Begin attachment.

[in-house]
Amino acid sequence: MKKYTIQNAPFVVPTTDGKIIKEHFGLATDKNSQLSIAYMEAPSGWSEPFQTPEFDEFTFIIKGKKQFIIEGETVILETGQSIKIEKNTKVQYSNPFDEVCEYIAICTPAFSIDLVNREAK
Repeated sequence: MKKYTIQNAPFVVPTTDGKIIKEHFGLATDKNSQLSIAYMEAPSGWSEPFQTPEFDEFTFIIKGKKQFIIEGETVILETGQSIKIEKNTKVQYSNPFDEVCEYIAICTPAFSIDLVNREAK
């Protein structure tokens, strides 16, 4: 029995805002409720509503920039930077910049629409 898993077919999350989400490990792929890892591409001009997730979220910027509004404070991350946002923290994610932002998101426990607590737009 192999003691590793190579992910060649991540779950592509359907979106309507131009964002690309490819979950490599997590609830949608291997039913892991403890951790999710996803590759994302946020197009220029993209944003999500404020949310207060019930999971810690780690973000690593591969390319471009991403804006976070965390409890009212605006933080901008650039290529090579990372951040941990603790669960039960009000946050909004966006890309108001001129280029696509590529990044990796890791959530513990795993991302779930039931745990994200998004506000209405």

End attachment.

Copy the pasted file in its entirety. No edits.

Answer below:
[in-house]
Amino acid sequence: MKKYTIQNAPFVVPTTDGKIIKEHFGLATDKNSQLSIAYMEAPSGWSEPFQTPEFDEFTFIIKGKKQFIIEGETVILETGQSIKIEKNTKVQYSNPFDEVCEYIAICTPAFSIDLVNREAK
Repeated sequence: MKKYTIQNAPFVVPTTDGKIIKEHFGLATDKNSQLSIAYMEAPSGWSEPFQTPEFDEFTFIIKGKKQFIIEGETVILETGQSIKIEKNTKVQYSNPFDEVCEYIAICTPAFSIDLVNREAK
């Protein structure tokens, strides 16, 4: 029995805002409720509503920039930077910049629409 898993077919999350989400490990792929890892591409001009997730979220910027509004404070991350946002923290994610932002998101426990607590737009 192999003691590793190579992910060649991540779950592509359907979106309507131009964002690309490819979950490599997590609830949608291997039913892991403890951790999710996803590759994302946020197009220029993209944003999500404020949310207060019930999971810690780690973000690593591969390319471009991403804006976070965390409890009212605006933080901008650039290529090579990372951040941990603790669960039960009000946050909004966006890309108001001129280029696509590529990044990796890791959530513990795993991302779930039931745990994200998004506000209405």